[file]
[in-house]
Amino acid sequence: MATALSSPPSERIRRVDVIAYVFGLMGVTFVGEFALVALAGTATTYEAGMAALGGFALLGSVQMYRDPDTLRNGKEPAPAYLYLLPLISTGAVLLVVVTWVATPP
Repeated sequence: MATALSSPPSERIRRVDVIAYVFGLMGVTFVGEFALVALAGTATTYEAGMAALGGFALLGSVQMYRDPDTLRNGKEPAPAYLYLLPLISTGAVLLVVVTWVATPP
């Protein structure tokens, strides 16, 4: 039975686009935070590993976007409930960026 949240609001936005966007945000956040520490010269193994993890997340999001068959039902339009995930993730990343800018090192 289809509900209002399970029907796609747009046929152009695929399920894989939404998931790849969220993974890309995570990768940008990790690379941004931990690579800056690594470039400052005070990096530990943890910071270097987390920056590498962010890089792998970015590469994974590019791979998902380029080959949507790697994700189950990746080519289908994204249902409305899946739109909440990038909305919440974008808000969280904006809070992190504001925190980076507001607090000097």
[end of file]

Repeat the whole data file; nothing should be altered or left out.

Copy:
[in-house]
Amino acid sequence: MATALSSPPSERIRRVDVIAYVFGLMGVTFVGEFALVALAGTATTYEAGMAALGGFALLGSVQMYRDPDTLRNGKEPAPAYLYLLPLISTGAVLLVVVTWVATPP
Repeated sequence: MATALSSPPSERIRRVDVIAYVFGLMGVTFVGEFALVALAGTATTYEAGMAALGGFALLGSVQMYRDPDTLRNGKEPAPAYLYLLPLISTGAVLLVVVTWVATPP
């Protein structure tokens, strides 16, 4: 039975686009935070590993976007409930960026 949240609001936005966007945000956040520490010269193994993890997340999001068959039902339009995930993730990343800018090192 289809509900209002399970029907796609747009046929152009695929399920894989939404998931790849969220993974890309995570990768940008990790690379941004931990690579800056690594470039400052005070990096530990943890910071270097987390920056590498962010890089792998970015590469994974590019791979998902380029080959949507790697994700189950990746080519289908994204249902409305899946739109909440990038909305919440974008808000969280904006809070992190504001925190980076507001607090000097």